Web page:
Friday, December 25, 2009

Minnesota Mornings

Minnesota Mornings
By Ieisha McIntyre

In the sweet soft quiet of the morning, I set my feet, hesitant onto virgin snow.

Full fresh scent of crisp crowds my nostrils and lends itself to the clearing of my mind’s fog. I am new. Made clear. The shock blue of sky bounces white and glistening off the tops of snow and water.

Crystaline.
And the crunch-squeak as my boots make their careful way.

With each step, I have ruined someone’s morning view.
They will not have the privilege of a clear and uninfluenced path. My grief is not short, just swept aside. Instead, I enjoy the hush of morning, and the wisp-shush of wind as it pushes loose snow over icy drifts.

Crows land with a soft tap.
Even the lightest foot,
even a wing assisted foot cannot go unnoticed. Even a feather sounds as the whiskers of an old man’s untended beard.

Coffee warm, and grasped against my chest-
Lips, tucked behind my scarf-
Hair hidden under wool, and fingers growing cold for the want of better mittens- I travel briskly.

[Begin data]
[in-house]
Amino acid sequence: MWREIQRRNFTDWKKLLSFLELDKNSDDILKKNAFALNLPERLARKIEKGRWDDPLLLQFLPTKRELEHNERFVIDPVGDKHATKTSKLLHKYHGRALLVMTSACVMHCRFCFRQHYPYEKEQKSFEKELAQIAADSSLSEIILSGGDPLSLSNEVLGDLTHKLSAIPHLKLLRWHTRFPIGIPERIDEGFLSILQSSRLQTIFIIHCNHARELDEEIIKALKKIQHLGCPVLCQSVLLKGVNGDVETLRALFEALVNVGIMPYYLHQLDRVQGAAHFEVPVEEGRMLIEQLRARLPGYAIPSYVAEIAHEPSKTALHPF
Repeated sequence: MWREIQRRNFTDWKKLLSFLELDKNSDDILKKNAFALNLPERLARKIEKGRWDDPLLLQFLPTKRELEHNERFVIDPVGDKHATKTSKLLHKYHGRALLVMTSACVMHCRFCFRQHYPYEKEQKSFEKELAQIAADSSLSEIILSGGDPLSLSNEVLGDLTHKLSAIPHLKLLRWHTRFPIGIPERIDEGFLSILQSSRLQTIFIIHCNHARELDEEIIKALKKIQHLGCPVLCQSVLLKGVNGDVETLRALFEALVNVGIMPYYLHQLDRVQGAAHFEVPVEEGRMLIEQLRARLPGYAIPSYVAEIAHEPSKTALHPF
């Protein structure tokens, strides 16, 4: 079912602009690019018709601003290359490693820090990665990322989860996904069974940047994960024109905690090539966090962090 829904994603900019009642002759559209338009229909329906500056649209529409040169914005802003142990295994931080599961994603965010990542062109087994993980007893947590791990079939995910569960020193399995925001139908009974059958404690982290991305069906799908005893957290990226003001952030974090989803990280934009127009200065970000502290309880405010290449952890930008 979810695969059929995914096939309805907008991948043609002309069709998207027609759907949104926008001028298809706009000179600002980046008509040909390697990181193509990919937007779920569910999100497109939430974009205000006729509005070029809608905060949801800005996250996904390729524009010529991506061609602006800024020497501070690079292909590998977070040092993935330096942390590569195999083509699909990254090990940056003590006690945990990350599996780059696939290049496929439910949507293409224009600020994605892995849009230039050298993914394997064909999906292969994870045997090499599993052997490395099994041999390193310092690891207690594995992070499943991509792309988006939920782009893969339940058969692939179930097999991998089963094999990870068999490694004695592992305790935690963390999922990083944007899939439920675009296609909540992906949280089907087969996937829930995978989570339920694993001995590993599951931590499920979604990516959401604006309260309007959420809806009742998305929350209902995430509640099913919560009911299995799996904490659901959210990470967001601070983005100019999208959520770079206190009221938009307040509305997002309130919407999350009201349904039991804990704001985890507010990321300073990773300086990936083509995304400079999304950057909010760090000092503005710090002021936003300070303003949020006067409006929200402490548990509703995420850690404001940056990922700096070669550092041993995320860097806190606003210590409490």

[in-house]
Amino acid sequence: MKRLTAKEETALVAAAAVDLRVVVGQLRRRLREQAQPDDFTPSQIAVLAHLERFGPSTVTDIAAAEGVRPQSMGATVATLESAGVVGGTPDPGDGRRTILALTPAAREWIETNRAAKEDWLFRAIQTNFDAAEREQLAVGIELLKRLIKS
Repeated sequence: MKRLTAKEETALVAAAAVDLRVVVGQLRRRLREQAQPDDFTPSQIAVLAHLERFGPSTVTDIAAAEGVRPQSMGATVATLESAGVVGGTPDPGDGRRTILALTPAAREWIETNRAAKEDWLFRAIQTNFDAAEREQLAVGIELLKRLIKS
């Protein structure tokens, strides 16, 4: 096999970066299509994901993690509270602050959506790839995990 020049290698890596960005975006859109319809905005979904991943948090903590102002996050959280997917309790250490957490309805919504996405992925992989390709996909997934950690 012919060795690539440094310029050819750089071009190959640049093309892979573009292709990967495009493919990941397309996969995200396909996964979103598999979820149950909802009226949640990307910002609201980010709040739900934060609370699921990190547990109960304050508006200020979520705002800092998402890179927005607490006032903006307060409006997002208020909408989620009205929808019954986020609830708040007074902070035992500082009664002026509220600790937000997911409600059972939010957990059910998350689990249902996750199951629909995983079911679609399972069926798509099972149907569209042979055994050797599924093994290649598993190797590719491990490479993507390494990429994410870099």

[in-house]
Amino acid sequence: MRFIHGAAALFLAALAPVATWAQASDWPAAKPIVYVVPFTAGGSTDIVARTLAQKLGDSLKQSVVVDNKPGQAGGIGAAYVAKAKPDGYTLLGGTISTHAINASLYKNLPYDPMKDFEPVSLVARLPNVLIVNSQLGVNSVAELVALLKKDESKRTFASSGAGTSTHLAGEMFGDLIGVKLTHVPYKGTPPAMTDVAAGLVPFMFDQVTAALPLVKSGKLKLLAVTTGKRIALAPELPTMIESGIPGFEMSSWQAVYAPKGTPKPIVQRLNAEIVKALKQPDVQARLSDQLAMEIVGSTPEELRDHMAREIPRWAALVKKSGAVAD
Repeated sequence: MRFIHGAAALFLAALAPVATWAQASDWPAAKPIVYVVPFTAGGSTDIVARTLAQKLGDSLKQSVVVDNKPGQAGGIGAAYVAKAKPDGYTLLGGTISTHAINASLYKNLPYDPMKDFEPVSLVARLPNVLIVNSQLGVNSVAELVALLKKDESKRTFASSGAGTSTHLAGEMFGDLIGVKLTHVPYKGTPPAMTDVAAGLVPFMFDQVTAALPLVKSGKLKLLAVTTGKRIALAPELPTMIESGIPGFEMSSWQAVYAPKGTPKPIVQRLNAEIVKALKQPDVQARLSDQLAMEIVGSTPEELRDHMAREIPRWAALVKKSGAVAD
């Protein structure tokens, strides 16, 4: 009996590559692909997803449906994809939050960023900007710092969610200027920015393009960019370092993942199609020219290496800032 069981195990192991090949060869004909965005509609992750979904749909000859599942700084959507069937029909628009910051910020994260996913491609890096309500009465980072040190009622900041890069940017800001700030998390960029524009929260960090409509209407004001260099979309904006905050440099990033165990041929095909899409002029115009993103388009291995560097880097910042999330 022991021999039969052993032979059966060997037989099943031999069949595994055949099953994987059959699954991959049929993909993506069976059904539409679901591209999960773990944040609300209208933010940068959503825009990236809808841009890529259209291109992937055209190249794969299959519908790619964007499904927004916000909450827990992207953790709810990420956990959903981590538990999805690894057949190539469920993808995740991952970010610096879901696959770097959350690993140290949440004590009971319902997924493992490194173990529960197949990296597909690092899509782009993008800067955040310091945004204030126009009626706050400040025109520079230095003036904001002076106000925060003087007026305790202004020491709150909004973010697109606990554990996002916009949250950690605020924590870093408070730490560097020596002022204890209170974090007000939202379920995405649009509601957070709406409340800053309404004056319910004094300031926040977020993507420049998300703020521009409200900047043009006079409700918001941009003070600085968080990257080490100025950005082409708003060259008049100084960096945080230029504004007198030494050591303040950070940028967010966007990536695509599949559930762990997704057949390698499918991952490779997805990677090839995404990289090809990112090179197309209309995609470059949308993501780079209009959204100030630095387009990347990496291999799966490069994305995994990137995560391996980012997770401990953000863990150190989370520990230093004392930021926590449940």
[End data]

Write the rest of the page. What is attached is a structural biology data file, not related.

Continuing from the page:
Breath is labored, the cold cutting sharply into wet lungs. More than two city blocks to travel through fresh snow; how strange the shift cold makes. Now, the curse and impediment to progress, the glare of white, strains the eyes.

Slip,

Two slips, a loss of coffee – now tepid. Exhaustion, and not even halfway to my destination, I stop. Take a moment. And, survey.

The crows have followed, and are in want of the remnants of my peanut buttered bagel, stuffed halfway in my pocket. A lure. Somehow, I feel myself, bate. Non-angelic wings, full ominous with blackness. There is an unsettling keenness in their eyes. I am certain they know my name. I scurry on and abandon my bagel.

Stone steps before me and the lure of warmth. I am not in need of seduction. Ready to betray the morning and the light for the comfort of indoors and berber carpet. A tug of a heavy door.

Pretending—not to watch for her,
Pretending—not to need the sight of her smile,
Pretending—not to feel the sickness in the gut of me,

Pretend—not to need love.
Pretend—just friends.

Deprive my spirit of what she freely gives.

I slide into the cold seat of my chair, let my bag drop to the floor, take my pen to paper and begin.

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